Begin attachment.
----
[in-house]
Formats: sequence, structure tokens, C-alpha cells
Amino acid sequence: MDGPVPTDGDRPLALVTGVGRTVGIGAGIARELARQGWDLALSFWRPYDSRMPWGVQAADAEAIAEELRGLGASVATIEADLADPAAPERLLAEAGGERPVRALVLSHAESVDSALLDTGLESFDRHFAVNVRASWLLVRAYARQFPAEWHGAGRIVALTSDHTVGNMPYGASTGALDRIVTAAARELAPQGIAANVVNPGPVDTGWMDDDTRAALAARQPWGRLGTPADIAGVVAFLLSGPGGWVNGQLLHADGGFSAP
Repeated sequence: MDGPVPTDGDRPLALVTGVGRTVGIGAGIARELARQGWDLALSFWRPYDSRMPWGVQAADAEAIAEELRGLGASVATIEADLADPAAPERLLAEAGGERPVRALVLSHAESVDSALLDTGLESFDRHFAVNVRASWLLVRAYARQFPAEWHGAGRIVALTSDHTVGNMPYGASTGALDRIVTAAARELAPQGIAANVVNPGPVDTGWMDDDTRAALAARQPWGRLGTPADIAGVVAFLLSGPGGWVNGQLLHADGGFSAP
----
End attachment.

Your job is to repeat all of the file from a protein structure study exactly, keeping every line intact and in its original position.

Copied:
[in-house]
Formats: sequence, structure tokens, C-alpha cells
Amino acid sequence: MDGPVPTDGDRPLALVTGVGRTVGIGAGIARELARQGWDLALSFWRPYDSRMPWGVQAADAEAIAEELRGLGASVATIEADLADPAAPERLLAEAGGERPVRALVLSHAESVDSALLDTGLESFDRHFAVNVRASWLLVRAYARQFPAEWHGAGRIVALTSDHTVGNMPYGASTGALDRIVTAAARELAPQGIAANVVNPGPVDTGWMDDDTRAALAARQPWGRLGTPADIAGVVAFLLSGPGGWVNGQLLHADGGFSAP
Repeated sequence: MDGPVPTDGDRPLALVTGVGRTVGIGAGIARELARQGWDLALSFWRPYDSRMPWGVQAADAEAIAEELRGLGASVATIEADLADPAAPERLLAEAGGERPVRALVLSHAESVDSALLDTGLESFDRHFAVNVRASWLLVRAYARQFPAEWHGAGRIVALTSDHTVGNMPYGASTGALDRIVTAAARELAPQGIAANVVNPGPVDTGWMDDDTRAALAARQPWGRLGTPADIAGVVAFLLSGPGGWVNGQLLHADGGFSAP